On average, a human being needs at least 7-9 hours of sleep. The quality of your sleep directly affects your overall physical and mental health. It also keeps your body refreshed and your mind alert. Unfortunately, seafarers don’t get to enjoy much rest due to the working conditions and labor needed to complete the job. This is not recommended for it can lead to consequences on both the health of the seafarer as well as the quality of work.
If you’re unconvinced, here are some more in-depth reasons why it’s important that you as a seafarer should get enough sleep.
Sleeplessness can cause accidents
There have been numerous instances where lack of sleep led to accidents that caused damage to the ship and/or deaths. These situations have also spawned from rushed jobs due to sleep deprivation, therefore, a lack of a critical eye when working. Furthermore, data from the International Transport Workers’ Federation (ITF) stated that one out of four seafarers fall asleep while on watch. Despite this, an increase on the number of work hours was still implemented. As sleep can help in making you more alert and well-rested, having little to no sleep can lessen your focus and abilities.
Lack of sleep can lead to health complications
Aside from the effects on your job, lack of sleep can lead to a host of health problems both physically and mentally. For example, it can lead to heart problems, weight gain, and high blood pressure. It can also lead to mood swings and anxiety. These are issues that would not be ideal in a high pressure setting such as a maritime career. Furthermore, getting these complications might prevent you from returning to this line of work, as the personnel might deem you unhealthy and unfit for the job.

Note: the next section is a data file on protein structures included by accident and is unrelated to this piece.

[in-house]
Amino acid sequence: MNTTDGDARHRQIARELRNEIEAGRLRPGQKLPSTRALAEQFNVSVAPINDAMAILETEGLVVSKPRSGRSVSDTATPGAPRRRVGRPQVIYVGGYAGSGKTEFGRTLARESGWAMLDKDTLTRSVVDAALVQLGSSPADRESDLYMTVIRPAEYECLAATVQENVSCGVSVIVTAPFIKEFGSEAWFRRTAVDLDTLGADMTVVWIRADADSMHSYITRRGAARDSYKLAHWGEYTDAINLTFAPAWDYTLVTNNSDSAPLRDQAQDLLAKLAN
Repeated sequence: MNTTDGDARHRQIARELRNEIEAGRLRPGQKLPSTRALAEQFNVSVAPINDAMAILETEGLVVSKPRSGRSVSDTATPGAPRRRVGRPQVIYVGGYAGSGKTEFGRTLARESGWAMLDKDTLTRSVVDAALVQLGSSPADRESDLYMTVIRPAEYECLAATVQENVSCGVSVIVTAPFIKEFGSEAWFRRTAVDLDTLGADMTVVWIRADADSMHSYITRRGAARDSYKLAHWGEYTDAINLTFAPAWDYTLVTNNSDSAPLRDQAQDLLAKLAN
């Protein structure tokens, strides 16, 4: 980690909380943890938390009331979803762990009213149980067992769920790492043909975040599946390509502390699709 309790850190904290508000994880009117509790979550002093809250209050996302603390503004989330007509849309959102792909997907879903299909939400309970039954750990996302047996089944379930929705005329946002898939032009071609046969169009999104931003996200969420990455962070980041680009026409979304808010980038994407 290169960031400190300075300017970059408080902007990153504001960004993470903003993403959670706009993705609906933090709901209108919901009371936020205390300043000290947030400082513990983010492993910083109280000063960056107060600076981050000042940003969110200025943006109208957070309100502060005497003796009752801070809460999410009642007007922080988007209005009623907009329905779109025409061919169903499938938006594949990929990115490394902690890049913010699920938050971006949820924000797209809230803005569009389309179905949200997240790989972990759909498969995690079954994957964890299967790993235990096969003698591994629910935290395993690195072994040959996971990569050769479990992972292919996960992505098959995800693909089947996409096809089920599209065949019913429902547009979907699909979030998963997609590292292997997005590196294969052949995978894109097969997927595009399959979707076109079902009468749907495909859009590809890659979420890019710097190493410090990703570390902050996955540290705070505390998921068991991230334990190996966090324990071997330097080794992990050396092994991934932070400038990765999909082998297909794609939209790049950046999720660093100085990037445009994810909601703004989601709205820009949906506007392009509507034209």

Enough sleep is part of the regulations
According to the Maritime Labour Convention (MLC) 2006, maximum hours of work and minimum hours of rest are:
- no more than 14 hours in any 24 hour period and no more than 72 hours in any 7 day period; or
- at least 10 hours in any 24 hour period; and at least 77 hours in any 7 day period.
Based on these, one can see that maritime career regulations really do value the importance of getting enough rest. Unless there are any significant exceptions, a seafarer cannot be asked to exceed mandated rest/work hours, nor can he be enticed to do so against payment of overtime.
With all these, the importance of sleep is established. But of course, it does depend on the intensity of the work of each seafarer. You cannot apply the required number of hours to rest on each officer as individual schedules and duties vary. Still, there is a basic need for each officer to get sleep so they can perform their tasks efficiently. Aside from your maritime training in the Philippines, you need to learn how to manage your work and sleep hours, as a lack of the latter can have dire consequences.